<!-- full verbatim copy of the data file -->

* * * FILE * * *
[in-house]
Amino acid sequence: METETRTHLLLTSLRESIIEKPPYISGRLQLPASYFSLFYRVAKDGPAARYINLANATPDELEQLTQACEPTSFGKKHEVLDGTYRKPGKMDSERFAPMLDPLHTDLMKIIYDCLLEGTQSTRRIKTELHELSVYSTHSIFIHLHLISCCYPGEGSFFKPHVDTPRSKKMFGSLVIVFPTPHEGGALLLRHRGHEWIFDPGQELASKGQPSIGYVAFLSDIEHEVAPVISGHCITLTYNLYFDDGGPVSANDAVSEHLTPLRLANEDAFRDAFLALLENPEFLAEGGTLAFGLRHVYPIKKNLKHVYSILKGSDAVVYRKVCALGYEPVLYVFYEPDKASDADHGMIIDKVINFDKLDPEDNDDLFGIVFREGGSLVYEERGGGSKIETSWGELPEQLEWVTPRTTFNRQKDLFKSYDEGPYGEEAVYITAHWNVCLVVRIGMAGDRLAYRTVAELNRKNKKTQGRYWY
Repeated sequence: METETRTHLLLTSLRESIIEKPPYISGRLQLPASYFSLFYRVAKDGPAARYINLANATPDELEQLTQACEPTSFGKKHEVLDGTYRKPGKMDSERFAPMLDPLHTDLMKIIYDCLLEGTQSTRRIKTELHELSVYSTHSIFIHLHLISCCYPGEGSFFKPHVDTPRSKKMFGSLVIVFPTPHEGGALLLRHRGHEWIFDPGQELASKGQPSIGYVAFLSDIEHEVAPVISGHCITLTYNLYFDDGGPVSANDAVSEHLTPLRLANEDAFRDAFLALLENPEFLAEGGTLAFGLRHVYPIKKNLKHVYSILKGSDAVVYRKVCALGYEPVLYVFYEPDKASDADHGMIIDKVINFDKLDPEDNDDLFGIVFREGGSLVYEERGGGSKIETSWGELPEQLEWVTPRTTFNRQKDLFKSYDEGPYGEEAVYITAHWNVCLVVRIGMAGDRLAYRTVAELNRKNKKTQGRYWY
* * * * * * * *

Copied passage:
[in-house]
Amino acid sequence: METETRTHLLLTSLRESIIEKPPYISGRLQLPASYFSLFYRVAKDGPAARYINLANATPDELEQLTQACEPTSFGKKHEVLDGTYRKPGKMDSERFAPMLDPLHTDLMKIIYDCLLEGTQSTRRIKTELHELSVYSTHSIFIHLHLISCCYPGEGSFFKPHVDTPRSKKMFGSLVIVFPTPHEGGALLLRHRGHEWIFDPGQELASKGQPSIGYVAFLSDIEHEVAPVISGHCITLTYNLYFDDGGPVSANDAVSEHLTPLRLANEDAFRDAFLALLENPEFLAEGGTLAFGLRHVYPIKKNLKHVYSILKGSDAVVYRKVCALGYEPVLYVFYEPDKASDADHGMIIDKVINFDKLDPEDNDDLFGIVFREGGSLVYEERGGGSKIETSWGELPEQLEWVTPRTTFNRQKDLFKSYDEGPYGEEAVYITAHWNVCLVVRIGMAGDRLAYRTVAELNRKNKKTQGRYWY
Repeated sequence: METETRTHLLLTSLRESIIEKPPYISGRLQLPASYFSLFYRVAKDGPAARYINLANATPDELEQLTQACEPTSFGKKHEVLDGTYRKPGKMDSERFAPMLDPLHTDLMKIIYDCLLEGTQSTRRIKTELHELSVYSTHSIFIHLHLISCCYPGEGSFFKPHVDTPRSKKMFGSLVIVFPTPHEGGALLLRHRGHEWIFDPGQELASKGQPSIGYVAFLSDIEHEVAPVISGHCITLTYNLYFDDGGPVSANDAVSEHLTPLRLANEDAFRDAFLALLENPEFLAEGGTLAFGLRHVYPIKKNLKHVYSILKGSDAVVYRKVCALGYEPVLYVFYEPDKASDADHGMIIDKVINFDKLDPEDNDDLFGIVFREGGSLVYEERGGGSKIETSWGELPEQLEWVTPRTTFNRQKDLFKSYDEGPYGEEAVYITAHWNVCLVVRIGMAGDRLAYRTVAELNRKNKKTQGRYWY